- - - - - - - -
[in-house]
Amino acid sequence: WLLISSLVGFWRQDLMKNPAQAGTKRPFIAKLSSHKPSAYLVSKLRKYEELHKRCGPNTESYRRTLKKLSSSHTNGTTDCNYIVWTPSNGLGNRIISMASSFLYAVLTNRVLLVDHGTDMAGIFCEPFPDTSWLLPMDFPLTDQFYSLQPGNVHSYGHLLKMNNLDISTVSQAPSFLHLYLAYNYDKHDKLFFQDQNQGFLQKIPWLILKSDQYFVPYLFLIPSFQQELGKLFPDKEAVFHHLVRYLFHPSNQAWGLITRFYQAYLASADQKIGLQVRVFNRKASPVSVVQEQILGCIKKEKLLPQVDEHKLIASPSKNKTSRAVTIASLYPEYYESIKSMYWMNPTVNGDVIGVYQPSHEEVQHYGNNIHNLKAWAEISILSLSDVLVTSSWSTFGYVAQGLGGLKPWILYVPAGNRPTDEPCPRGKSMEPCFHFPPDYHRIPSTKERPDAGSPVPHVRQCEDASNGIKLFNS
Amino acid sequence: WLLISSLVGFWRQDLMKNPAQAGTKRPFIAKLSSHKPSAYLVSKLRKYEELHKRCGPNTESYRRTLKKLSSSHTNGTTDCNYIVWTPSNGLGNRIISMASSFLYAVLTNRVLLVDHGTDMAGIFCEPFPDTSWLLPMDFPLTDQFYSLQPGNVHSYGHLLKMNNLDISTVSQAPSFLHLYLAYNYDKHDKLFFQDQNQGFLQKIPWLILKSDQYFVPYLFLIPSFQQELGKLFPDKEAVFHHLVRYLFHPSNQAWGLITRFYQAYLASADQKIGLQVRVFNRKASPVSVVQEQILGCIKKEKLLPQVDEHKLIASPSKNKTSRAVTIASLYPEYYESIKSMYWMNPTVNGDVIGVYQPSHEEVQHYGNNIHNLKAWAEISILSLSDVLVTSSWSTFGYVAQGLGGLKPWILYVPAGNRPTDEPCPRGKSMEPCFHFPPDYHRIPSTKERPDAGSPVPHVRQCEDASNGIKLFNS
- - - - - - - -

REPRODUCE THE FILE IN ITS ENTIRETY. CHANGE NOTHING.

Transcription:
[in-house]
Amino acid sequence: WLLISSLVGFWRQDLMKNPAQAGTKRPFIAKLSSHKPSAYLVSKLRKYEELHKRCGPNTESYRRTLKKLSSSHTNGTTDCNYIVWTPSNGLGNRIISMASSFLYAVLTNRVLLVDHGTDMAGIFCEPFPDTSWLLPMDFPLTDQFYSLQPGNVHSYGHLLKMNNLDISTVSQAPSFLHLYLAYNYDKHDKLFFQDQNQGFLQKIPWLILKSDQYFVPYLFLIPSFQQELGKLFPDKEAVFHHLVRYLFHPSNQAWGLITRFYQAYLASADQKIGLQVRVFNRKASPVSVVQEQILGCIKKEKLLPQVDEHKLIASPSKNKTSRAVTIASLYPEYYESIKSMYWMNPTVNGDVIGVYQPSHEEVQHYGNNIHNLKAWAEISILSLSDVLVTSSWSTFGYVAQGLGGLKPWILYVPAGNRPTDEPCPRGKSMEPCFHFPPDYHRIPSTKERPDAGSPVPHVRQCEDASNGIKLFNS
Amino acid sequence: WLLISSLVGFWRQDLMKNPAQAGTKRPFIAKLSSHKPSAYLVSKLRKYEELHKRCGPNTESYRRTLKKLSSSHTNGTTDCNYIVWTPSNGLGNRIISMASSFLYAVLTNRVLLVDHGTDMAGIFCEPFPDTSWLLPMDFPLTDQFYSLQPGNVHSYGHLLKMNNLDISTVSQAPSFLHLYLAYNYDKHDKLFFQDQNQGFLQKIPWLILKSDQYFVPYLFLIPSFQQELGKLFPDKEAVFHHLVRYLFHPSNQAWGLITRFYQAYLASADQKIGLQVRVFNRKASPVSVVQEQILGCIKKEKLLPQVDEHKLIASPSKNKTSRAVTIASLYPEYYESIKSMYWMNPTVNGDVIGVYQPSHEEVQHYGNNIHNLKAWAEISILSLSDVLVTSSWSTFGYVAQGLGGLKPWILYVPAGNRPTDEPCPRGKSMEPCFHFPPDYHRIPSTKERPDAGSPVPHVRQCEDASNGIKLFNS